Pittosporum, skimmia, carex pot display

A table displaying which months are best to sow, plant and harvest.
Jan Feb Mar Apr May Jun Jul Aug Sep Oct Nov Dec
At its best
At its best

Plant is at its best in January

Plant is at its best in February

Plant is at its best in March

Plant is at its best in April

Plant is at its best in May

Plant is at its best in June

Plant is at its best in July

Plant is at its best in August

Plant is at its best in September

Plant is at its best in October

Plant is at its best in November

Plant is at its best in December

To do
To do

Do not To do in January

Do not To do in February

Do not To do in March

Do not To do in April

Do not To do in May

Do not To do in June

Do not To do in July

Do not To do in August

Do To do in September

Do To do in October

Do To do in November

Do not To do in December

The evergreen foliage of the skimmia, pittosporum and ivy set against a backdrop of carex, provide year-round interest in this elegant container display. Red tulips add a splash of colour in spring, while skimmia berries provide autumn and winter interest.

The addition of the bird feeders adds wildlife value to the pot display. Choose bright red feeders, to match the colour of the tulips and skimmia berries, or opt for a different, contrasting colour. Keep feeders topped up in winter to ensure birds don’t waste energy travelling to them.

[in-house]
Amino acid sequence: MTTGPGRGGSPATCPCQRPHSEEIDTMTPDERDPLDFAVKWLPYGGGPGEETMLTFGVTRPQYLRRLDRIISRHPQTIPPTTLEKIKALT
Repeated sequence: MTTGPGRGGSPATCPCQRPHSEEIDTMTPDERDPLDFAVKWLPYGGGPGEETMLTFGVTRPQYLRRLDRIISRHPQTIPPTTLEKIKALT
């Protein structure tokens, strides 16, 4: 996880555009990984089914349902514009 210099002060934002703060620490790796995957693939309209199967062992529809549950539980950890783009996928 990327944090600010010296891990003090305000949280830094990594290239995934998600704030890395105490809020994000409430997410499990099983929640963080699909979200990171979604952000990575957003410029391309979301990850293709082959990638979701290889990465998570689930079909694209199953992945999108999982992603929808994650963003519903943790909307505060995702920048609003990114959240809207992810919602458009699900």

You will need

  • Pittosporum tenuifolium x1
  • Skimmia japonica subsp. reevesiana x1
  • Ivy Hedera helix ‘Glacier’ x1
  • Carex buchananii x1
  • Tulipa ‘Red riding Hood’ x 10
  • Square planter, roughly 45cm
  • Round cup bird feeders
  • Multi-purpose compost, slow-release fertiliser
  • Crocks or polystyrene pieces

Total time:

Step 1

Place the pot in its final sheltered position then add polystyrene or crocks to improve drainage.


Step 2

Fill the pot two-thirds full with multi-purpose compost and mix in some slow-release fertiliser granules.


Step 3

Gently tease out the pittosporum’s roots and place the rootball in the centre of the container, ensuring the base of the stem sits just below the top of the pot. Add more compost around the roots.


Step 4

Tease out the roots of the carex, skimmia and ivy, and plant them around the pittosporum. Carefully fill any air pockets around the plants with compost and firm down well.


Step 5

Plant tulip bulbs in the loose compost between plants, ensuring you have an even spread. Aim to plant them 10cm deep and just a few centimetres apart.


Step 6

Push three bird feeders firmly into the compost around the base of the pittosporum and fill them with sunflower seed. Water in the new plants thoroughly.


Kevin Smith says…

Use a permanent central plant to give a container year-round structure. The plants around it can be changed as the seasons progress to create an entirely new look. Evergreen shrubs or topiary work best.

Kevin Smith